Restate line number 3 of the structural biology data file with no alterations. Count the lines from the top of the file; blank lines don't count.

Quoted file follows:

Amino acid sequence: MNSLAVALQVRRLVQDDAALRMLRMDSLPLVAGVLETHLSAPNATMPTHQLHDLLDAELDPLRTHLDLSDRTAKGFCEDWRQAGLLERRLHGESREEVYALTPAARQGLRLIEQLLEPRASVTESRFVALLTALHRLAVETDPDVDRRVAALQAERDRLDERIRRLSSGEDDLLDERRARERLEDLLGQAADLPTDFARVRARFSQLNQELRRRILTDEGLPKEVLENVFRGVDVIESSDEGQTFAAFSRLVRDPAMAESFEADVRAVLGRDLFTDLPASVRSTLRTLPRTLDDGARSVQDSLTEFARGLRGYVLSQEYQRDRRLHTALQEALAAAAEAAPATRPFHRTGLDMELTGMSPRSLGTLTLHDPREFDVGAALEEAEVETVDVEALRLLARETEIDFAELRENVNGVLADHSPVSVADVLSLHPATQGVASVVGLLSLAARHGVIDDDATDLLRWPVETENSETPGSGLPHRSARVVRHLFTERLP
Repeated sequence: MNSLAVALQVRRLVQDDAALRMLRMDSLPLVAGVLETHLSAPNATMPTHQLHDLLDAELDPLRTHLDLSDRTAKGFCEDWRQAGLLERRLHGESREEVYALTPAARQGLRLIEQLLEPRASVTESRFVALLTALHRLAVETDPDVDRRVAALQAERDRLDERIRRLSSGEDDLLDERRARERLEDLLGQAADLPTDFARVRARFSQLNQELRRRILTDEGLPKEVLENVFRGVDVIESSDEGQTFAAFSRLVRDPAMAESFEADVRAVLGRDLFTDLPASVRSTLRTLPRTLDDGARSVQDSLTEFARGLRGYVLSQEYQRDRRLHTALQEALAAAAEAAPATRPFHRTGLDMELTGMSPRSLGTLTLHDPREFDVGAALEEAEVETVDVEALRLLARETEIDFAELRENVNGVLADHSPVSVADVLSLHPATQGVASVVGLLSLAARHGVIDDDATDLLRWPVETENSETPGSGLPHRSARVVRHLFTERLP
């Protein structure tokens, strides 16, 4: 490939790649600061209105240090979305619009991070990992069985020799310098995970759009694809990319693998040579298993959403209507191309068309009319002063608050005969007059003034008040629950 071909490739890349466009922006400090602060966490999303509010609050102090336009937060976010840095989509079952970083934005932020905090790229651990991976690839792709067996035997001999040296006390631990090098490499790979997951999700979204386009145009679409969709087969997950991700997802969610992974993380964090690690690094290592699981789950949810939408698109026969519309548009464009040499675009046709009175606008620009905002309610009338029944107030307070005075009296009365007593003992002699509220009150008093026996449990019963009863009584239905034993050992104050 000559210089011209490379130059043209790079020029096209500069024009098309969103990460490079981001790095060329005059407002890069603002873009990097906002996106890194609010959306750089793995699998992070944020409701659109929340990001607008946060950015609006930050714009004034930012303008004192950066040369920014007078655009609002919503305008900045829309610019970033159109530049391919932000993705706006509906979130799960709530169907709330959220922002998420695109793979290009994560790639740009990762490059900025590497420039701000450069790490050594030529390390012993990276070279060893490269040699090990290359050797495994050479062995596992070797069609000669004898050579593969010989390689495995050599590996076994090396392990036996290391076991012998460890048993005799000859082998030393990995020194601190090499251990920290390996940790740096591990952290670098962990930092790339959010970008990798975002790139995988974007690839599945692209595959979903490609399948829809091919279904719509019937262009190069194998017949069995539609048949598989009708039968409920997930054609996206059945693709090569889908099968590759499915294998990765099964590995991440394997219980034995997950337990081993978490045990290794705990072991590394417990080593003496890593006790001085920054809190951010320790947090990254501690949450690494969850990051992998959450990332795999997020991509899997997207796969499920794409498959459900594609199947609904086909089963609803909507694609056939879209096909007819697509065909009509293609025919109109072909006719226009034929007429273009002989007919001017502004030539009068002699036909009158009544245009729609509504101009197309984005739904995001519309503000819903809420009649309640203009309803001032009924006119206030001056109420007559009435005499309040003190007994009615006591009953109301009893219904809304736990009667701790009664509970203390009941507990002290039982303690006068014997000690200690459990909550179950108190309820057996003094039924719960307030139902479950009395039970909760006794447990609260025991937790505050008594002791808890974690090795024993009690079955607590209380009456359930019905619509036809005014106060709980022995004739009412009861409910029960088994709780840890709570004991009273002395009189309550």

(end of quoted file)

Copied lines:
């Protein structure tokens, strides 16, 4: 490939790649600061209105240090979305619009991070990992069985020799310098995970759009694809990319693998040579298993959403209507191309068309009319002063608050005969007059003034008040629950 071909490739890349466009922006400090602060966490999303509010609050102090336009937060976010840095989509079952970083934005932020905090790229651990991976690839792709067996035997001999040296006390631990090098490499790979997951999700979204386009145009679409969709087969997950991700997802969610992974993380964090690690690094290592699981789950949810939408698109026969519309548009464009040499675009046709009175606008620009905002309610009338029944107030307070005075009296009365007593003992002699509220009150008093026996449990019963009863009584239905034993050992104050 000559210089011209490379130059043209790079020029096209500069024009098309969103990460490079981001790095060329005059407002890069603002873009990097906002996106890194609010959306750089793995699998992070944020409701659109929340990001607008946060950015609006930050714009004034930012303008004192950066040369920014007078655009609002919503305008900045829309610019970033159109530049391919932000993705706006509906979130799960709530169907709330959220922002998420695109793979290009994560790639740009990762490059900025590497420039701000450069790490050594030529390390012993990276070279060893490269040699090990290359050797495994050479062995596992070797069609000669004898050579593969010989390689495995050599590996076994090396392990036996290391076991012998460890048993005799000859082998030393990995020194601190090499251990920290390996940790740096591990952290670098962990930092790339959010970008990798975002790139995988974007690839599945692209595959979903490609399948829809091919279904719509019937262009190069194998017949069995539609048949598989009708039968409920997930054609996206059945693709090569889908099968590759499915294998990765099964590995991440394997219980034995997950337990081993978490045990290794705990072991590394417990080593003496890593006790001085920054809190951010320790947090990254501690949450690494969850990051992998959450990332795999997020991509899997997207796969499920794409498959459900594609199947609904086909089963609803909507694609056939879209096909007819697509065909009509293609025919109109072909006719226009034929007429273009002989007919001017502004030539009068002699036909009158009544245009729609509504101009197309984005739904995001519309503000819903809420009649309640203009309803001032009924006119206030001056109420007559009435005499309040003190007994009615006591009953109301009893219904809304736990009667701790009664509970203390009941507990002290039982303690006068014997000690200690459990909550179950108190309820057996003094039924719960307030139902479950009395039970909760006794447990609260025991937790505050008594002791808890974690090795024993009690079955607590209380009456359930019905619509036809005014106060709980022995004739009412009861409910029960088994709780840890709570004991009273002395009189309550």